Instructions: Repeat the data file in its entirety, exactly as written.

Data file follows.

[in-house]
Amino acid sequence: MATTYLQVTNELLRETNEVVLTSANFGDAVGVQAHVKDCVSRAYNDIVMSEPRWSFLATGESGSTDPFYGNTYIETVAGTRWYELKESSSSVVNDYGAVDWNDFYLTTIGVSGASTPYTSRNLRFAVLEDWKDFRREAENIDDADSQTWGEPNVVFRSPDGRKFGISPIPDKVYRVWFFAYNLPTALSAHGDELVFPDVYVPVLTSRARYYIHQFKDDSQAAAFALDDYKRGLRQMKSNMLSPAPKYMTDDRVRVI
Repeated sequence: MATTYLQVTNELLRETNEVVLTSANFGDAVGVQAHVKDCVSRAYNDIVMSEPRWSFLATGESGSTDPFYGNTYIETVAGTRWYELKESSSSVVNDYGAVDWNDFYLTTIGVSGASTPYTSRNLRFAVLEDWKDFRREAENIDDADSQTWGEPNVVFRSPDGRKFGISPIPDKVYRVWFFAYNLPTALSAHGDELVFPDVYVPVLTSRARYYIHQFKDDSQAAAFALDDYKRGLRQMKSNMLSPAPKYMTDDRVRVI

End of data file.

[in-house]
Amino acid sequence: MATTYLQVTNELLRETNEVVLTSANFGDAVGVQAHVKDCVSRAYNDIVMSEPRWSFLATGESGSTDPFYGNTYIETVAGTRWYELKESSSSVVNDYGAVDWNDFYLTTIGVSGASTPYTSRNLRFAVLEDWKDFRREAENIDDADSQTWGEPNVVFRSPDGRKFGISPIPDKVYRVWFFAYNLPTALSAHGDELVFPDVYVPVLTSRARYYIHQFKDDSQAAAFALDDYKRGLRQMKSNMLSPAPKYMTDDRVRVI
Repeated sequence: MATTYLQVTNELLRETNEVVLTSANFGDAVGVQAHVKDCVSRAYNDIVMSEPRWSFLATGESGSTDPFYGNTYIETVAGTRWYELKESSSSVVNDYGAVDWNDFYLTTIGVSGASTPYTSRNLRFAVLEDWKDFRREAENIDDADSQTWGEPNVVFRSPDGRKFGISPIPDKVYRVWFFAYNLPTALSAHGDELVFPDVYVPVLTSRARYYIHQFKDDSQAAAFALDDYKRGLRQMKSNMLSPAPKYMTDDRVRVI